98    In those circumstances, notwithstanding that the NUW has otherwise an unblemished record, I will, having regard to considerations of general deterrence, impose a financial penalty of 70 percent of the maximum. That which was organised was intended to continue into the indefinite future and was only brought to an end when the company ultimately agreed to a settlement with the union.

The QPI contravention

99    With respect to the single contravention of s 417(1) of the Fair Work Act relating to the MRDC owned by QPI, I would impose a financial penalty of 40 percent of the maximum, consistent with that sought by the FWO. While I accept that that organisation led to industrial action of only a half day’s duration, it occurred after the Fair Work Commission had made orders, and in the knowledge that negotiations were significantly advanced with Woolstar. In that circumstance it might be inferred, and I infer, that that industrial action was intended to convey to Woolworths, the owner of both of the Woolstar and QPI companies, that unless the Woolstar dispute was settled on terms acceptable to the NUWs, there was a risk of a wider flow on of consequences.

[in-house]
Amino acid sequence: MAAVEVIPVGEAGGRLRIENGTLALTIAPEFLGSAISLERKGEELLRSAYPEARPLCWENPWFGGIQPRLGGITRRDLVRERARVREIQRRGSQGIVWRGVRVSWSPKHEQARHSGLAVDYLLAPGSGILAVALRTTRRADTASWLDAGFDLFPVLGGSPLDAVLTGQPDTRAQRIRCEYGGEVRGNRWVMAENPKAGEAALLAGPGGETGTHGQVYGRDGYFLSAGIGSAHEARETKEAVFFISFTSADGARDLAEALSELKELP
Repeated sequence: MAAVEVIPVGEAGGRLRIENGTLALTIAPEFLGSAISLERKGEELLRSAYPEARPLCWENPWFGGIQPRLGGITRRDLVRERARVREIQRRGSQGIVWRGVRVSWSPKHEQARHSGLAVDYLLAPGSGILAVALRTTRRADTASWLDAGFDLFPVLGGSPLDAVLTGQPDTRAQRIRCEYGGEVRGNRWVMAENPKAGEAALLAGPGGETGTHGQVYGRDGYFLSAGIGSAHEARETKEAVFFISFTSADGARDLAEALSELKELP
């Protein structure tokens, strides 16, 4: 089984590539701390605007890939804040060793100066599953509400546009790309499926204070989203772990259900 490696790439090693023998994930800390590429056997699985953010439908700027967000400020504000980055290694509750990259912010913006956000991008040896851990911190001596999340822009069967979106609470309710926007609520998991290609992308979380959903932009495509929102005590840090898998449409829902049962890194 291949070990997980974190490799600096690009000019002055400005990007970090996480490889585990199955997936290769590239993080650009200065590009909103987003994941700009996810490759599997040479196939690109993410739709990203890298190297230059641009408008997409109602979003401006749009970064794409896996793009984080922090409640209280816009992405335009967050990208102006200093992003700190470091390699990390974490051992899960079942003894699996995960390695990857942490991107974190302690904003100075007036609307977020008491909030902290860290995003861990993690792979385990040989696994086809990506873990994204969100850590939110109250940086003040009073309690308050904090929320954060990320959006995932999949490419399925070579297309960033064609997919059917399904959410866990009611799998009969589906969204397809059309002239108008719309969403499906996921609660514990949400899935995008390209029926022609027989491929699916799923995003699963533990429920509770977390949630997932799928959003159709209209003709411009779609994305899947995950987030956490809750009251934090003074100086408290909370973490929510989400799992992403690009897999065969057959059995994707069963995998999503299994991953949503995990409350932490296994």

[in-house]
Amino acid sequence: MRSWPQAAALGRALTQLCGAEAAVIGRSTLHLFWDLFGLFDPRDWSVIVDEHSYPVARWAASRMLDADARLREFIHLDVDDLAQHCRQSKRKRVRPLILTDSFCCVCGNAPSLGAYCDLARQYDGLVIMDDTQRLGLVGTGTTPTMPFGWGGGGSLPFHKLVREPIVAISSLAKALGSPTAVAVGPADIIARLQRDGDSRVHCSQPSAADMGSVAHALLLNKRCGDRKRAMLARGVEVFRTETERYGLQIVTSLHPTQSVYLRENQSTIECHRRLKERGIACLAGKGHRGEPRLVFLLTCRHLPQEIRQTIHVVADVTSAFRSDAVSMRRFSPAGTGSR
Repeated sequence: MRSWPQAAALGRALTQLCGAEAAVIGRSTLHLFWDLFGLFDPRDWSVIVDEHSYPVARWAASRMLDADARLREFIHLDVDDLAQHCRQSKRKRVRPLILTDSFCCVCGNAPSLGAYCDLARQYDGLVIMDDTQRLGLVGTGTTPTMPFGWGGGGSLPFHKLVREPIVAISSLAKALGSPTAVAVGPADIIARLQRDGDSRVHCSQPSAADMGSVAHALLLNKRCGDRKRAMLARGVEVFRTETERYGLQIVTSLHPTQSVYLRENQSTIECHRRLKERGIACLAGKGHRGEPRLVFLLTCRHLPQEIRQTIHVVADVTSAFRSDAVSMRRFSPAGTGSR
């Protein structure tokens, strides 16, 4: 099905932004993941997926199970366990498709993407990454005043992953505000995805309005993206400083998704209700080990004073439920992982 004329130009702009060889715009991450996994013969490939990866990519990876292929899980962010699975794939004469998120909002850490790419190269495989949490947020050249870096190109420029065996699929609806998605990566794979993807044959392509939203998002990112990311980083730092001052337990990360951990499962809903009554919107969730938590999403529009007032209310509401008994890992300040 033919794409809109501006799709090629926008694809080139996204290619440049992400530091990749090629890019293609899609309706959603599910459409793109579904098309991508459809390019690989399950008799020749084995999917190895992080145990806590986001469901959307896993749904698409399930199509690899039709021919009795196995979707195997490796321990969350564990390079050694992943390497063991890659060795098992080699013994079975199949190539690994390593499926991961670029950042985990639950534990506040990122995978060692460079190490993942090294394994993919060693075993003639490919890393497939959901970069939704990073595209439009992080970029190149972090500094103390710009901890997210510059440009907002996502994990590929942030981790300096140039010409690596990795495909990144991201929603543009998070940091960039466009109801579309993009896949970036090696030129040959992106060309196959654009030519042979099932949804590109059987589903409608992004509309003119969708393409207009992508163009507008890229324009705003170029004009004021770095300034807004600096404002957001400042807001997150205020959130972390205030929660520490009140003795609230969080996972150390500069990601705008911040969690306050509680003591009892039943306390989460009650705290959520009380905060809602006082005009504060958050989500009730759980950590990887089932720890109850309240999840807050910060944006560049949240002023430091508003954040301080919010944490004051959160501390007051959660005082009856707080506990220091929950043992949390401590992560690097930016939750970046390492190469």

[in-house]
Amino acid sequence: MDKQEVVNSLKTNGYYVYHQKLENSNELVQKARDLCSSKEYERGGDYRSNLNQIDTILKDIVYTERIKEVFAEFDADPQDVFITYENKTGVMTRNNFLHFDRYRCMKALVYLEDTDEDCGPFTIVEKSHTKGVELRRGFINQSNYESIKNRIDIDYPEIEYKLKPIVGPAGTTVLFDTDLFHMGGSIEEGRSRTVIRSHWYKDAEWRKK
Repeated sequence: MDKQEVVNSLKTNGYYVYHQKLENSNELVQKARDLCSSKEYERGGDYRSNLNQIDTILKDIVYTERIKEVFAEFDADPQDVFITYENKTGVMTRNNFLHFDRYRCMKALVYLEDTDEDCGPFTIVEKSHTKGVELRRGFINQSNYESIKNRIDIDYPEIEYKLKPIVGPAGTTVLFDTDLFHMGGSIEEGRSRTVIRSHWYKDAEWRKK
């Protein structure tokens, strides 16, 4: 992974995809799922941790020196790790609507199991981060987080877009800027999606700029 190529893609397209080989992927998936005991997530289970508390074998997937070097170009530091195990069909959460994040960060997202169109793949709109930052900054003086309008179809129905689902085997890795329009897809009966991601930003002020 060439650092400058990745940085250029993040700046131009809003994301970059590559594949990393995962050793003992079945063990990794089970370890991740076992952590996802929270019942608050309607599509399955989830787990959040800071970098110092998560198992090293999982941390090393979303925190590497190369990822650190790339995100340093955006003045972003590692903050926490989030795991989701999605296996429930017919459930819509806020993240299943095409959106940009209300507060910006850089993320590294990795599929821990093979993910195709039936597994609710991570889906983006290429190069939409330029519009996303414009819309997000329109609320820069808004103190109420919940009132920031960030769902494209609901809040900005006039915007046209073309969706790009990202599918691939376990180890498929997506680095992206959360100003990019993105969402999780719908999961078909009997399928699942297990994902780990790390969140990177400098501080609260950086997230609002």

100    In reaching my conclusions, I have taken into account the 10 percent discount for the NWU’s limited cooperation.

Summary of conclusions on pecuniary penalties

101    I impose a financial penalty in respect of the organisation of industrial action occurring between 10 and 11 August of $19,440.00 (40% of the maximum).

102    As to the conduct of the NUW in organising industrial action in the course of a mass meeting held on the afternoon of 11 August, which continued until late on 13 August, I impose a financial penalty of $34,020.00 (70% of the maximum).

103     I impose a financial penalty in respect of the NUW’s organisation of industrial action affecting QP on 13 August of $19,440.00 (40% of the maximum).

104    I find that a contravention of s 421(1) of the Fair Work Act by the NUW has been established, but I make no orders in relation to a financial penalty having regard to the provisions of s 556 of the Fair Work Act.

105    Together, those penalties sum to $72,900.00. I am satisfied that the totality principle does not require any adjustments.

Other orders and declarations

106    I also make an order by consent for compensation in the terms proposed by the NUW which has been agreed as a proper measure of the company’s loss.

107    The parties were agreed that it would also be appropriate that the Court make declarations. I gave leave to file agreed terms of proposed declarations having regard to my reasons. The parties have done so. I am satisfied that the declarations they have proposed are appropriate to make and I do so.

108    There will be no order as to costs.

I certify that the preceding one hundred and eight (108) numbered paragraphs are a true copy of the Reasons for Judgment herein of the Honourable Justice Kerr.

Associate:

Dated:    7 November 2019